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About 68% of Jewish adults in the U.S. are very concerned about antisemitism, according to new report from the Jewish Federation of Greater Los Angeles.

The report was published after rapper Ye, formally known as Kanye West, made antisemitic comments on social media and during an episode of the Drinks Champs podcast.

The rapper was widely criticized, resulting in multiple companies terminating their partnerships with him.

Similar rhetoric was seen across Los Angeles County after antisemitic pamphlets were discovered on multiple Angelenos’ doorsteps. California drivers also saw antisemitic banners and flags hanging from an overpass on the 405 Freeway in October.

Before the incidents, Rabbi Noah Farkas, President and CEO of the Jewish Federation of Greater L.A. thought that antisemitism in the Jewish community wasn’t something many were concerned about.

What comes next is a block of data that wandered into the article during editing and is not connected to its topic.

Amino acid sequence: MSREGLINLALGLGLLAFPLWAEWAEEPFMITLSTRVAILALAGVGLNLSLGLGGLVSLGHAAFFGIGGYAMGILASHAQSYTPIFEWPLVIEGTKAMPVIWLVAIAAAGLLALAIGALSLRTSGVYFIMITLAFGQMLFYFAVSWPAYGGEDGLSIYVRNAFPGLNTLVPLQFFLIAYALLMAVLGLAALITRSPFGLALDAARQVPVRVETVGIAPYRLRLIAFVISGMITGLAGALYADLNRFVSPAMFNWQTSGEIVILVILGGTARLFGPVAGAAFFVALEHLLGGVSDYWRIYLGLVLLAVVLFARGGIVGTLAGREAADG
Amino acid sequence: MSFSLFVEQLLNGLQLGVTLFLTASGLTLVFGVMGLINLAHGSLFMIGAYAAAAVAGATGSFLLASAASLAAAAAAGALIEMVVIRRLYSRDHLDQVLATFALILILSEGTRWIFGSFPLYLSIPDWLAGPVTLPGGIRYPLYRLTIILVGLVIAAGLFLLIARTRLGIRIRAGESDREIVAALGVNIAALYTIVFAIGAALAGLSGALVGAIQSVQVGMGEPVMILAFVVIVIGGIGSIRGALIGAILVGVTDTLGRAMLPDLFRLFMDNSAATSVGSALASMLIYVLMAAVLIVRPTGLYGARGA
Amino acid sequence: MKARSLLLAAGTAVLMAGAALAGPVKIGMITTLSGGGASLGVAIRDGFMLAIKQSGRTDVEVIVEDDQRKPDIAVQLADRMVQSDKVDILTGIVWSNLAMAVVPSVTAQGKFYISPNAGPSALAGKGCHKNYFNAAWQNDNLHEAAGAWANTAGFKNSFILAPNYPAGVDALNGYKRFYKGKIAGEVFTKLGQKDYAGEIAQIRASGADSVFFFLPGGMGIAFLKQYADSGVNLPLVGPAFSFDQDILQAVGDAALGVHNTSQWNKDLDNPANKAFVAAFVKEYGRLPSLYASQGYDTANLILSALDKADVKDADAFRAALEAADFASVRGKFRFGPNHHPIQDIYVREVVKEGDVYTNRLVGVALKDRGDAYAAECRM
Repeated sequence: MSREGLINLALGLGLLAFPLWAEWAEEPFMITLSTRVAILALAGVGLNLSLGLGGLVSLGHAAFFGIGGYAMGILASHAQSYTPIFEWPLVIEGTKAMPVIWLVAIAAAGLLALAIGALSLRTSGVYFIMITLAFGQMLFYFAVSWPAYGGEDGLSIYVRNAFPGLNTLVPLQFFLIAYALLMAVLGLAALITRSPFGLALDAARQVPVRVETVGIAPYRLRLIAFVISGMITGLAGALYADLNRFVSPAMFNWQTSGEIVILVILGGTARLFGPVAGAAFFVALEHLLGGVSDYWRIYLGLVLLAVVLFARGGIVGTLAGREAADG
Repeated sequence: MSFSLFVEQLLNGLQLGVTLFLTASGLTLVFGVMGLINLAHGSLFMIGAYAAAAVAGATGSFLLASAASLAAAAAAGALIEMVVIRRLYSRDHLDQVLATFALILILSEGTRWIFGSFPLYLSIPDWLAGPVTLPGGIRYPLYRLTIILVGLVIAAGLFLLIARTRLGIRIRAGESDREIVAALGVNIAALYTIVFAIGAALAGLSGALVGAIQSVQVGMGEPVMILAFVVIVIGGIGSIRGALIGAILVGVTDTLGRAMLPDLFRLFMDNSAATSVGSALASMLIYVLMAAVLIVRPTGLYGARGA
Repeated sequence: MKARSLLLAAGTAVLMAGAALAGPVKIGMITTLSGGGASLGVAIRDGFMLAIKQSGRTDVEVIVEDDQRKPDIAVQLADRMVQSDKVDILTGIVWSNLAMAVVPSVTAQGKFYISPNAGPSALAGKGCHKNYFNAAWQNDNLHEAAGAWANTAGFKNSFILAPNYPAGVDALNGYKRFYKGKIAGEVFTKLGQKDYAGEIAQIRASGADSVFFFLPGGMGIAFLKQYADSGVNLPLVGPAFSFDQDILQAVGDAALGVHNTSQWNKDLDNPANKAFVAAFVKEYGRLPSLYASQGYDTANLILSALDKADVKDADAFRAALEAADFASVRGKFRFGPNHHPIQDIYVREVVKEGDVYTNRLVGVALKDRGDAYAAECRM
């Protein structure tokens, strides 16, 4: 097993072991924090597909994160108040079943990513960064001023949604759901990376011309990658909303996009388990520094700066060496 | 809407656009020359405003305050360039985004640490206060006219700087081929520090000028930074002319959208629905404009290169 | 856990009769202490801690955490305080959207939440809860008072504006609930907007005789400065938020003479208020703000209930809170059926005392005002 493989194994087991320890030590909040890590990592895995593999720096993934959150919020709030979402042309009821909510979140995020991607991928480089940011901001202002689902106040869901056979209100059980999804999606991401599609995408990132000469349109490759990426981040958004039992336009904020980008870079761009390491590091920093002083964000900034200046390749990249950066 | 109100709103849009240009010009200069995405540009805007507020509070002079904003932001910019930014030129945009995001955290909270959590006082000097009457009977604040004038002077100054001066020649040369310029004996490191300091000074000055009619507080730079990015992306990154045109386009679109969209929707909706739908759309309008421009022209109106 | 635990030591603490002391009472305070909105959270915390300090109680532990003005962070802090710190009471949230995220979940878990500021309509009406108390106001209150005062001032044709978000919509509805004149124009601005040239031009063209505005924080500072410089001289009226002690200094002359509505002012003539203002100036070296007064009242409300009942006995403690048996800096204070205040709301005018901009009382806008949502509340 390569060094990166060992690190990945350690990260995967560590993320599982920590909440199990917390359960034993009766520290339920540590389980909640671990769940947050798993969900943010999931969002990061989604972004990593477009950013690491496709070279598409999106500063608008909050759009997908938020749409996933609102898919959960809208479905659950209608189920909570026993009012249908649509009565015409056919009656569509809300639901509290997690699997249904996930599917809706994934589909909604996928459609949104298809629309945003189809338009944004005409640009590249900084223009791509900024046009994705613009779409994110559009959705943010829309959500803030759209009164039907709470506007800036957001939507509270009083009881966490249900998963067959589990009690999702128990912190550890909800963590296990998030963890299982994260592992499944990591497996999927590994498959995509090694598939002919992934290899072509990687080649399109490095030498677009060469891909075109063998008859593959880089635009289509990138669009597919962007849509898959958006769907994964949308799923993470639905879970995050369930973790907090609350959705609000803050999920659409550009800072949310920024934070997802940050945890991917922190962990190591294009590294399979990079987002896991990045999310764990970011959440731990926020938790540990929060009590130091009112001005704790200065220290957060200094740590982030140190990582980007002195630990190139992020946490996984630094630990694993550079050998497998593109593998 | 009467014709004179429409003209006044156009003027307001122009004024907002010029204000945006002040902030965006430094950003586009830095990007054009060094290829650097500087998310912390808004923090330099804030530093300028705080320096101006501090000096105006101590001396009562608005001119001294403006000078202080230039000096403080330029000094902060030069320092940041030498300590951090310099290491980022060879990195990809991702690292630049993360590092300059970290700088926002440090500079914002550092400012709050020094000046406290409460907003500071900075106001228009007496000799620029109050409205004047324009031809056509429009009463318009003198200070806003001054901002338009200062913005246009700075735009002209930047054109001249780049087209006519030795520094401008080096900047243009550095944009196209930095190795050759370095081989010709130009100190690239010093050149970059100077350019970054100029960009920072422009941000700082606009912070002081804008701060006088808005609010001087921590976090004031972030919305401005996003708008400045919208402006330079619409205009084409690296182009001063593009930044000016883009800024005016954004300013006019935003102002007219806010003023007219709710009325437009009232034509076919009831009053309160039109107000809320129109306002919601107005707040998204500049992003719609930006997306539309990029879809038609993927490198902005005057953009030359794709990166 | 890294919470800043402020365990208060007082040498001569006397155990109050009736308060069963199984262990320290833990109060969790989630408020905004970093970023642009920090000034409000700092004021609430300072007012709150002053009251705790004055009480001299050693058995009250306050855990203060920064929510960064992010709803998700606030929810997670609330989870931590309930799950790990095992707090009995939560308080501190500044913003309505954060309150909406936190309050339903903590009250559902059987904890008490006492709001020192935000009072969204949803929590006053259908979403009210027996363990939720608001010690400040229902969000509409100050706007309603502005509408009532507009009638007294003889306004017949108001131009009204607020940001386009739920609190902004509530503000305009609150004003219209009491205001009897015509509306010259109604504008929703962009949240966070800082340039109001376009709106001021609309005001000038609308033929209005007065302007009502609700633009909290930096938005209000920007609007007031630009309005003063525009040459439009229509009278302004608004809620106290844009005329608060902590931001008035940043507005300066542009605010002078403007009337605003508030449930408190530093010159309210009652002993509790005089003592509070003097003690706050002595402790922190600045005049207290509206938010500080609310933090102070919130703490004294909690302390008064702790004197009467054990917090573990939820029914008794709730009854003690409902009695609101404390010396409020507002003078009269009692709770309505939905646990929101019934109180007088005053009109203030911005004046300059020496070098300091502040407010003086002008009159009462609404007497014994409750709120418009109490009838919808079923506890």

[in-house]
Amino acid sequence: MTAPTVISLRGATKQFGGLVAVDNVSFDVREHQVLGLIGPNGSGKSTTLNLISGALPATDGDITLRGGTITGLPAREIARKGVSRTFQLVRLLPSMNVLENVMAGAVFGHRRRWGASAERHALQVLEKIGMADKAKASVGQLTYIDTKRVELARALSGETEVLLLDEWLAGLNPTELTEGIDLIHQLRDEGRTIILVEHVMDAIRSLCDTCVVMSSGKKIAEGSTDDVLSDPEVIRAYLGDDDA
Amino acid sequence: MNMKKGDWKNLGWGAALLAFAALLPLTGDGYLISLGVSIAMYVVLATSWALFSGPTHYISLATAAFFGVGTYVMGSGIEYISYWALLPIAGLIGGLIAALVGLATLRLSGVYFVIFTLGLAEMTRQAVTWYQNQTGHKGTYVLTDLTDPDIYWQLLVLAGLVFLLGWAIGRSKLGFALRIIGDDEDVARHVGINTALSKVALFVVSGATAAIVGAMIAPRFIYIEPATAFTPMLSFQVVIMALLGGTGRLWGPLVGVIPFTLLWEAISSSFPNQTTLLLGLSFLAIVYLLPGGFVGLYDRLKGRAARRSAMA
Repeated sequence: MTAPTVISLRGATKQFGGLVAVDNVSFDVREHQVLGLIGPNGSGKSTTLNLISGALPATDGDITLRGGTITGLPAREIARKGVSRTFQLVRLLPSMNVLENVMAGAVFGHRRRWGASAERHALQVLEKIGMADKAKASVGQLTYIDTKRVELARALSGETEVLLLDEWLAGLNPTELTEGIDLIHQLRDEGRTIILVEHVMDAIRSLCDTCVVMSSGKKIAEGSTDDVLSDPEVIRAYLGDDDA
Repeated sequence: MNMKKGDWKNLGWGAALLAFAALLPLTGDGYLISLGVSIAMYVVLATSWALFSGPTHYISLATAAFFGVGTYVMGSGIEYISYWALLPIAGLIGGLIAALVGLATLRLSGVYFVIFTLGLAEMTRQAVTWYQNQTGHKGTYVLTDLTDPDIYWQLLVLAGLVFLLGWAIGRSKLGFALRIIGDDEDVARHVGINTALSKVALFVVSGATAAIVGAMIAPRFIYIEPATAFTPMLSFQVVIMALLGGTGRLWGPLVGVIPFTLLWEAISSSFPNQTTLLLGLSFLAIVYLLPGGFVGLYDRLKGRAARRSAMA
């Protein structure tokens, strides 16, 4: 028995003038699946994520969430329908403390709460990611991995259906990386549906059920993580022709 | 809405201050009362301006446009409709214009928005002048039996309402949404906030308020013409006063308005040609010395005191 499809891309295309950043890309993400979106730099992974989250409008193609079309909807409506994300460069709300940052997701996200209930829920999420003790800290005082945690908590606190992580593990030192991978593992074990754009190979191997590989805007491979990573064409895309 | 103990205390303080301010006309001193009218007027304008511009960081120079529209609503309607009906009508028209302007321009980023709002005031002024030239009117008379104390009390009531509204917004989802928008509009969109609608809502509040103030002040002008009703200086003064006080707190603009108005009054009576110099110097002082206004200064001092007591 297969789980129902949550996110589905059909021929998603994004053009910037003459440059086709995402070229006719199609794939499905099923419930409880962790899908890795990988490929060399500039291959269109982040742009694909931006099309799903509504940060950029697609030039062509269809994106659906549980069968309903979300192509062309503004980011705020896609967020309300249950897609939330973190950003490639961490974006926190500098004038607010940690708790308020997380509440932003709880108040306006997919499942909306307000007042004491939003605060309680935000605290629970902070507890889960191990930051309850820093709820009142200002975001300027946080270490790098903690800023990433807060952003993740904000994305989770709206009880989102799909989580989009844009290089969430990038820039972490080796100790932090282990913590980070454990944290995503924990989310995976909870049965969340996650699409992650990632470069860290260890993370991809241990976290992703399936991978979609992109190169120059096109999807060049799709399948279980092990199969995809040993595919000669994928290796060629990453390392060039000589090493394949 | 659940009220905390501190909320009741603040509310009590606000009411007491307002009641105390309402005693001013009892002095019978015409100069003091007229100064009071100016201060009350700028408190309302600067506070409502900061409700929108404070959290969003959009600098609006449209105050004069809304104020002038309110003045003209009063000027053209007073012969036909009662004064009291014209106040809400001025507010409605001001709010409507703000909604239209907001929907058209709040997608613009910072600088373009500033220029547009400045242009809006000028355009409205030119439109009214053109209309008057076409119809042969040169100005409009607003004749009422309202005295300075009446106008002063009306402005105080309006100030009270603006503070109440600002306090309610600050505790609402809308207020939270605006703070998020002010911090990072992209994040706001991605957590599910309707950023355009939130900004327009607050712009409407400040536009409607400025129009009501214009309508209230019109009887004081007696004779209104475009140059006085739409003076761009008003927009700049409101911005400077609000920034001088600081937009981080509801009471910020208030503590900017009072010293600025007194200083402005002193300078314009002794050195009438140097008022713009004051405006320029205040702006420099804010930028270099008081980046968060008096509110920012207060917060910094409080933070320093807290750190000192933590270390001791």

“If you would have asked me five years ago if antisemitism was something that the Jewish community is deeply worried about, the answer was no,” the CEO said. “It was something we would deal with, but not worry about.

However, Farkas believes that the percentage of people concerned about antisemitism has increased since those events occurred.

The study also showed that a higher number of older Jewish adults are worried about antisemitism compared to young adults. Out of adults between the ages of 65 and 74, 75% reported being concerned about antisemitism.

To help make people in the Jewish community feel safe, the federation provides community security by monitoring threats for over 600 Jewish institutions in Southern California and providing real-time updates for credible threats.

Farkas, however, believes that elected government officials can do more to help Jewish people feel protected.

“I don’t think it’s fair that the Jewish community has to spend millions of dollars a year just to protect our synagogues and schools,” Farkas said.

The CEO also wants Jewish allies and corporations to speak out more when individuals make threats against the community.